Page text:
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DO TRANSIT-DEPENDENT NEIGHBORHOODS RECEIVE INFERIOR BUS ACCESS? A NEIGHBORHOOD ANALYSIS IN FOUR U.S. CITIES

Authors


Kirstin Wells, Federal Reserve Bank of Chicago, Research Department, 230 S. LaSalle St., Chicago, IL 60604. E-mail: kirstin.wells@chi.frb.org.

Abstract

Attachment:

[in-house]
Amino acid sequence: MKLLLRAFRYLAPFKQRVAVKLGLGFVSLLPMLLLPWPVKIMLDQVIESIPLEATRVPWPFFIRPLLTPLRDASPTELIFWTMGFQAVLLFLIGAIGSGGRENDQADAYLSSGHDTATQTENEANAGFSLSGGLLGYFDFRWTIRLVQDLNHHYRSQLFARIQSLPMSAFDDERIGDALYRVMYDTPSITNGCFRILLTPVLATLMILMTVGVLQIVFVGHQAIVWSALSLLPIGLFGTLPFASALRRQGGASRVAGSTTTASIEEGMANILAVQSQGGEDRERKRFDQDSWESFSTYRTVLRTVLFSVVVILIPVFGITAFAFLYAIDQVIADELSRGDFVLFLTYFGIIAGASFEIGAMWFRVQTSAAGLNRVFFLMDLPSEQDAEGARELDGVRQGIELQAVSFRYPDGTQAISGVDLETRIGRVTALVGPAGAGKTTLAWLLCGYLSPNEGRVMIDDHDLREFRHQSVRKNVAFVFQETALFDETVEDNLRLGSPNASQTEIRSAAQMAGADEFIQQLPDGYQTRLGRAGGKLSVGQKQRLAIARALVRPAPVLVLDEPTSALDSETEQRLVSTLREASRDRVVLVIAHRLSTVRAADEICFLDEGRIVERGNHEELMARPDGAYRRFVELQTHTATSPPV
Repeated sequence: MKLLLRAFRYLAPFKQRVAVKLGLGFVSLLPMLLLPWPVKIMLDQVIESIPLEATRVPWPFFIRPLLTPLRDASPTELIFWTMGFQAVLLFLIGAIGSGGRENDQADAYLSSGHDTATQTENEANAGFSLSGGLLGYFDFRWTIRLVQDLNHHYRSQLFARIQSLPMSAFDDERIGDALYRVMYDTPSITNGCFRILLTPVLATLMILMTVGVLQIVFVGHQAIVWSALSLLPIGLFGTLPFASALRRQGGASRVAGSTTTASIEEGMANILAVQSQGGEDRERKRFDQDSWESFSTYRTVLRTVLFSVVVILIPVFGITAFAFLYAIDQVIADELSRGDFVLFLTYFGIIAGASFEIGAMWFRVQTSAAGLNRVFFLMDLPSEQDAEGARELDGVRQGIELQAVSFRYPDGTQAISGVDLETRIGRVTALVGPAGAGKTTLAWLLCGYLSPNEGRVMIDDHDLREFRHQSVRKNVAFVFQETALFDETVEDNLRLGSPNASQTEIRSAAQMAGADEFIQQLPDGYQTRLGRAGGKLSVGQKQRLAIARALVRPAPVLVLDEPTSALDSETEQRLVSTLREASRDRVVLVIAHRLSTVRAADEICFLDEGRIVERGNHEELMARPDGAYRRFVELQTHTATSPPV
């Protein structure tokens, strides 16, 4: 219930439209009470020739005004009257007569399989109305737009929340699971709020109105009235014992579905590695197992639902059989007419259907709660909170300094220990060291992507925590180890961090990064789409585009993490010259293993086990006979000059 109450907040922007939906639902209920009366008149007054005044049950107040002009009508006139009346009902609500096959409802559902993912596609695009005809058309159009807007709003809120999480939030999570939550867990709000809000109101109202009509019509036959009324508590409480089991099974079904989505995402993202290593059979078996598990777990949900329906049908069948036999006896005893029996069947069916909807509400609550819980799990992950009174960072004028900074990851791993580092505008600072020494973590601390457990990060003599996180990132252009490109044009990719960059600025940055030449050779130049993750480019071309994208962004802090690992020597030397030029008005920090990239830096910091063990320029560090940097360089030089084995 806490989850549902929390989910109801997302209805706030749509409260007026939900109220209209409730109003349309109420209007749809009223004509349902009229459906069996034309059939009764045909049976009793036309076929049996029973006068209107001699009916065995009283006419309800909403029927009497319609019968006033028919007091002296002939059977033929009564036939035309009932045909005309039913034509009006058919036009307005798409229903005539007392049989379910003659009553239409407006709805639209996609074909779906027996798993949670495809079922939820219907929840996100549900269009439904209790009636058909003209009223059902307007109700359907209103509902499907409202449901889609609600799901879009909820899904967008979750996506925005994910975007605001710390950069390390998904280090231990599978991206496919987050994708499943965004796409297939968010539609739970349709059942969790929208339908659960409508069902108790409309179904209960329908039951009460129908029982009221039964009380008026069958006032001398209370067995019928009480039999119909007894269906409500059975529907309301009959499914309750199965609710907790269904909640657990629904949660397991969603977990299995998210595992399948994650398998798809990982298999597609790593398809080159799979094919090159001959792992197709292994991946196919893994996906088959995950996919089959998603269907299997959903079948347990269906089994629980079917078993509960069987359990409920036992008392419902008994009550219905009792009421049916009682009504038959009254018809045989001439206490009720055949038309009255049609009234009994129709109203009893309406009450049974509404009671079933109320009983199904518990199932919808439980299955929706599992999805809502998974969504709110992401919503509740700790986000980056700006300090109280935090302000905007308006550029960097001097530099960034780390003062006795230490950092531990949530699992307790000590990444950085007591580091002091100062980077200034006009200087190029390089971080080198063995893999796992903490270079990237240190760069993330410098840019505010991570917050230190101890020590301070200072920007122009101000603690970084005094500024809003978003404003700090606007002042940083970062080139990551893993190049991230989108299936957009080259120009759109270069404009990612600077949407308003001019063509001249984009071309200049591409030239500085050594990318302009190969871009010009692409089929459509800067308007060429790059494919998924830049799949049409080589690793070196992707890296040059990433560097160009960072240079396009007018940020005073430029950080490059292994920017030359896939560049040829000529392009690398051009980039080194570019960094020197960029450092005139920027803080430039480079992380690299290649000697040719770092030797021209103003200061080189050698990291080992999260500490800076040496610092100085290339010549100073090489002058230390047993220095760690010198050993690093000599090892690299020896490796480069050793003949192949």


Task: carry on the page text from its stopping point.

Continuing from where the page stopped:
ABSTRACT: Intrajurisdictional delivery of publicly provided services often results in observable service level differences that vary by spatial subunit (neighborhood). These variations are related to the sociodemographic characteristics of neighborhoods and have been hypothesized in prior literature to be the result of bias against or favoritism toward certain neighborhoods. Using path regression, this paper examines publicly provided bus service in four cities—Asheville, North Carolina; Charlotte, North Carolina; Mobile, Alabama; and Richmond, Virginia—to examine whether the socioeconomic character of a neighborhood is related to the share of municipal bus service it receives. With this analysis, we test an expanded version of Lineberry's underclass hypothesis. Specifically, do transit-dependent neighborhoods, or those with a high percentage of non-Caucasian, low-income, elderly, or student residents receive inferior bus service? Findings confirm prior research that both standard rules and bias are present in service delivery decisions.

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